EMI: Great Conductors of the 20th Century



EMI’s second tranche of Great Conductors of the 20th Century, drawing not only on the company’s own catalogue but also on other labels and radio archives, includes a great deal of fascinating material, in state-of-the-art remastering and handsome packaging.

However, the track listings are short of detail about the recordings, and only some of the essays make good this deficiency.

More seriously, the series has little sense of unified purpose: some issues set out to demonstrate a conductor’s greatness, others take it for granted and explore lesser-known aspects of his repertoire or his activities; some range across an entire career, others concentrate on a narrow period.

The earliest recordings here are of the Anglo-Russian albert coates, all from the period 1926-30: they include a spirited Borodin Second Symphony and the famous recording of Wagner’s Tristan und Isolde love duet, made half in Berlin and half in London, which creates an extraordinary feeling of delirium even before the entry of the singers Lauritz Melchior and Frida Leider (CZS 5 75486 2, £16.99).

Coates’s contemporary, leopold stokowski, is represented by recordings from the end of his long life, including his own orchestral suite of the Tristan love music, a fine Nielsen Second Symphony from a Danish Radio broadcast, and an astonishingly urgent Brahms Tragic Overture which he recorded at the age of 95 (CZS 5 75480 2, £16.99).

The pierre monteux set similarly consists of late recordings, among them a muscular Beethoven Second Symphony for North German Radio, an ardent Hindemith Mathis der Maler Symphony in sadly dim Danish Radio mono and an affectionate selection from Tchaikovsky’s Sleeping Beauty (CZS 5 75474 2, £16.99).

The highlight of the charles münch release is a terrific 1956 recording of MartinuÞ’s Sixth Symphony (dedicated to him), which perfectly captures the work’s elusive atmosphere of dream and nightmare; there is also a purposeful Beethoven Ninth, with Leontyne Price among the soloists (CZS 5 75477 2, £16.99).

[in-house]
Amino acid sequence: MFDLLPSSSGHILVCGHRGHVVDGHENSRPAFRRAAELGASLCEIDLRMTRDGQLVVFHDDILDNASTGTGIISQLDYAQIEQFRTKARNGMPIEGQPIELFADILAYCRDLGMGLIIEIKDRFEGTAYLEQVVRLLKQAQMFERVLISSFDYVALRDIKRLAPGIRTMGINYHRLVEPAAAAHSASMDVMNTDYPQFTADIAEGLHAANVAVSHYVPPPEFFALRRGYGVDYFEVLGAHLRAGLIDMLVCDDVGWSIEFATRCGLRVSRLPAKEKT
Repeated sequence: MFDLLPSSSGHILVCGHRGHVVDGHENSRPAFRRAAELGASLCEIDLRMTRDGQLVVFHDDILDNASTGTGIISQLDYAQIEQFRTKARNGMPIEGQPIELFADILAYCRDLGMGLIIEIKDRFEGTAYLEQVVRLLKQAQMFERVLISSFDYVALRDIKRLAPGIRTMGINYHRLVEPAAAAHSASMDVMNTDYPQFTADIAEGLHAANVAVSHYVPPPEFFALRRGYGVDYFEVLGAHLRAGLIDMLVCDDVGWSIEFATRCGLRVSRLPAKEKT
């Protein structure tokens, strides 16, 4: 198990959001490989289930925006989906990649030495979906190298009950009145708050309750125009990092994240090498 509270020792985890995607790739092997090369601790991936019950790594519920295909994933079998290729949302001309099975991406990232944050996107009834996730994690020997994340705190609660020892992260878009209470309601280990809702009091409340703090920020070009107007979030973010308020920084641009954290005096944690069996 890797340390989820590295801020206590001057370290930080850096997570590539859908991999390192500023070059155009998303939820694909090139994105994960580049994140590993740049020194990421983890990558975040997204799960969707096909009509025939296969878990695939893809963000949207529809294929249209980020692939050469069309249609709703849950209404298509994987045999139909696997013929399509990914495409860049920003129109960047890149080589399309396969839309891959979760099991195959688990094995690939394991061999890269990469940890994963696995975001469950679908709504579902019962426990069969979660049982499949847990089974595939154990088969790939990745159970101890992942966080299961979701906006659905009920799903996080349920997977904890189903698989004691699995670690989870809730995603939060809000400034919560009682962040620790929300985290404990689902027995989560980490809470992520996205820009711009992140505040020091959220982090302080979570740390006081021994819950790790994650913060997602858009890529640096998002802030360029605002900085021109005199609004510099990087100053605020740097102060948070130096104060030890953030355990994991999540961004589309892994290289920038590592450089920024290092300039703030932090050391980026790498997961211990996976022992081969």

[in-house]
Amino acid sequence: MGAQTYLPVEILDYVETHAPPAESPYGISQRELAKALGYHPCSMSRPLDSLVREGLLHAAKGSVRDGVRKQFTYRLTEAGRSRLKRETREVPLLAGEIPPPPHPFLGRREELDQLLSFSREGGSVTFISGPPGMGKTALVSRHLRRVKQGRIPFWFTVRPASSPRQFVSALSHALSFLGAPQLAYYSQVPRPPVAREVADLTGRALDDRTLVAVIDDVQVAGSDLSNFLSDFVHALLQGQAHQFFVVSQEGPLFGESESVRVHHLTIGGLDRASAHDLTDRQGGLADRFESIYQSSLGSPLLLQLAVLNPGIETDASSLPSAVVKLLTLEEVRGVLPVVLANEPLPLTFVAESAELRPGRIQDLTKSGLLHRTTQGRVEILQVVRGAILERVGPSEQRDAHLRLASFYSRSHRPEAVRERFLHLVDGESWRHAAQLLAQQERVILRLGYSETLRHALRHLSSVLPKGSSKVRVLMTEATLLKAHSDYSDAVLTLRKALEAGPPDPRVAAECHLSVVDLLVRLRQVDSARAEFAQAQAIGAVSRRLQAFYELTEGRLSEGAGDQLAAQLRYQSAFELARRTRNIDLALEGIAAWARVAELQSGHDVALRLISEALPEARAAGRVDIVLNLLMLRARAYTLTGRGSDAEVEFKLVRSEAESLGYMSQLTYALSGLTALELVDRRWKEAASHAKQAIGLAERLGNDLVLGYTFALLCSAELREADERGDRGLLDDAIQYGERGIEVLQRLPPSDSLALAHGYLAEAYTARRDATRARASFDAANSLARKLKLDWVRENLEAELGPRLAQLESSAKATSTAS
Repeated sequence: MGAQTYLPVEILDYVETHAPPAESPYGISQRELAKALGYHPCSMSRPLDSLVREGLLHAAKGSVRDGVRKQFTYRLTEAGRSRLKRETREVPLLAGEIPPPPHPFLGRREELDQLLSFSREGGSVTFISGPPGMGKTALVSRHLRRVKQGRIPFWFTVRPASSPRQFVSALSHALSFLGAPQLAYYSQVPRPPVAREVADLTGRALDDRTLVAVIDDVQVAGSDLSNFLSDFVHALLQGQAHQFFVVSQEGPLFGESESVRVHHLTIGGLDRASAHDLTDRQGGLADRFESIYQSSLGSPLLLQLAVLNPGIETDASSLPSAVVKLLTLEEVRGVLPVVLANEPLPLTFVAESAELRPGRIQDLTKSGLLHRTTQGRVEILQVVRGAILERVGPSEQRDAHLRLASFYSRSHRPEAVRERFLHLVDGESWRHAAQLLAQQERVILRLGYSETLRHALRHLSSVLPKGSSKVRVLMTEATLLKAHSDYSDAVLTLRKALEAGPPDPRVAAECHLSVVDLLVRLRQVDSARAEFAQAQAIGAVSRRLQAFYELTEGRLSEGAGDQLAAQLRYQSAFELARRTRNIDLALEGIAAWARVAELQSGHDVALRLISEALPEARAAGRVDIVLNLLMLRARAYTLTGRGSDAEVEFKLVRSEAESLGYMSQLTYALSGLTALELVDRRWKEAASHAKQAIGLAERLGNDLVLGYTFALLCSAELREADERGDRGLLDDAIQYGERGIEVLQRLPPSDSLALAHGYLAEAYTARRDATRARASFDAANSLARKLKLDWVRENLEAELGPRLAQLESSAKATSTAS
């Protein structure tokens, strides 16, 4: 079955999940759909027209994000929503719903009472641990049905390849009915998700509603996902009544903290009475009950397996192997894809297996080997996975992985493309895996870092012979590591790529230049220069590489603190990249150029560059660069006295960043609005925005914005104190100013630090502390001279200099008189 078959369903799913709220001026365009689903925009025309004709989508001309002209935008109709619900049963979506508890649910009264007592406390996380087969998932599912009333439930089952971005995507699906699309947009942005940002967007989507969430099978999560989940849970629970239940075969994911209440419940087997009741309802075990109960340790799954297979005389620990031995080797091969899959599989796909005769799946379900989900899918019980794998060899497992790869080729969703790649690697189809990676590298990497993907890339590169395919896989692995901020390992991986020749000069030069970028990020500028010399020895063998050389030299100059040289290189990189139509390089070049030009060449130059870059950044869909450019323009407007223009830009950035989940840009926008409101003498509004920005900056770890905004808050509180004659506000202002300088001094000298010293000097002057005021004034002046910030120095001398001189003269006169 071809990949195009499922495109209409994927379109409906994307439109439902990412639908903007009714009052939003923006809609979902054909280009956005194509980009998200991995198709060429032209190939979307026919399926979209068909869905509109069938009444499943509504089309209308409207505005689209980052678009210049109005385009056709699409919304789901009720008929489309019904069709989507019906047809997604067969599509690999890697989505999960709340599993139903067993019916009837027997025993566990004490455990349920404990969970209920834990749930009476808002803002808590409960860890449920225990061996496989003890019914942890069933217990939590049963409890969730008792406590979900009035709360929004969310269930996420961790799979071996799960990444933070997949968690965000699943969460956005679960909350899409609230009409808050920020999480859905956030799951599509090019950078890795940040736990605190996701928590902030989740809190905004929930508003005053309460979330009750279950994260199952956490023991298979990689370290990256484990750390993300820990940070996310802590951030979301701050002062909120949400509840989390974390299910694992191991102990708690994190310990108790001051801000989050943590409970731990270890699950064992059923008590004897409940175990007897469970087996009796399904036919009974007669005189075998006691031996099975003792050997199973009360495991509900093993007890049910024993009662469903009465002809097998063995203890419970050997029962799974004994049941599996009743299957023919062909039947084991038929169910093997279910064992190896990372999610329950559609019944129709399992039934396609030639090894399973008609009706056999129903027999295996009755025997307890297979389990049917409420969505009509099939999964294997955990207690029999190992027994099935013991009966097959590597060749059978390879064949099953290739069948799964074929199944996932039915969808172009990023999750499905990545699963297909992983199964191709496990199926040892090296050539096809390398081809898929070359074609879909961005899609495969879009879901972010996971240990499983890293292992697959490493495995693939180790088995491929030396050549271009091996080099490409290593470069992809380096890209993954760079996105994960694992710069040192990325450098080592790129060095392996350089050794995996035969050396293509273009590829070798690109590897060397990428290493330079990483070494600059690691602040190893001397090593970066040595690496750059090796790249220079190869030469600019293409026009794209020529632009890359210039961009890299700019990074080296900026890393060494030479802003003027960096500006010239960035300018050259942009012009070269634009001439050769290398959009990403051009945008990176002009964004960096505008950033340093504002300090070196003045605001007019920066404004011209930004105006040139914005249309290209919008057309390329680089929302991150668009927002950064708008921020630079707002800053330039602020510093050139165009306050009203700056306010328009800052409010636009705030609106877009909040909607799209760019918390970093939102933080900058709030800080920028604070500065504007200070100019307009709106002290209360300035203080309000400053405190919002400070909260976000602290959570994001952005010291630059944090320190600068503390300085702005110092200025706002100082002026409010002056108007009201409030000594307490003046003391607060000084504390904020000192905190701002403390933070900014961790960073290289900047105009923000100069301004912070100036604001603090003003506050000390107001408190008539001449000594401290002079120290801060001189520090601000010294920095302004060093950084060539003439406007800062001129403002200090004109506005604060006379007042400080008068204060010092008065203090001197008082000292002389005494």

The václav talich set is devoted chiefly to Czech music, including his loving account of Suk’s string Serenade, his deeply felt last recording of Dvorák’s New World Symphony and a tautly dramatic live performance of the same composer’s The Water Goblin (CZS 5 75483 2, £16.99).

Paul Kletzki is less well served by live recordings of Brahms’s Fourth Symphony in Prague, leaden in the middle section of the finale, and Tchaikovsky’s Fifth in Munich, with hysterically exaggerated tempo changes (CZS 5 75468 2, £16.99).

adrian boult is portrayed not as the master-architect of the BBC Symphony Orchestra but as a jobbing studio conductor in his later years: he is cool and clear in the Franck Symphony, rather more excitable in Schumann’s Fourth Symphony, and delightfully at ease in the Theme and Variations from Tchaikovsky’s Third Suite (CZS 5 75459 2, £16.99).

carlo maria giulini, too, is heard mostly in commercial recordings, including a strong Beethoven Seventh Symphony in Chicago, an excellent Schumann Third Symphony in Mahler’s (surprisingly unradical) reorchestration and an unexpectedly charming Bizet Jeux d’enfants (CZS 5 75462 2, £16.99).


otto klemperer, although an EMI stalwart for many years, is, however, represented almost entirely by Fifties German radio recordings, including an unsmiling Strauss Till Eulenspiegel and an untidy but powerful Janácek Sinfonietta (CZS 5 75465 2, £16.99).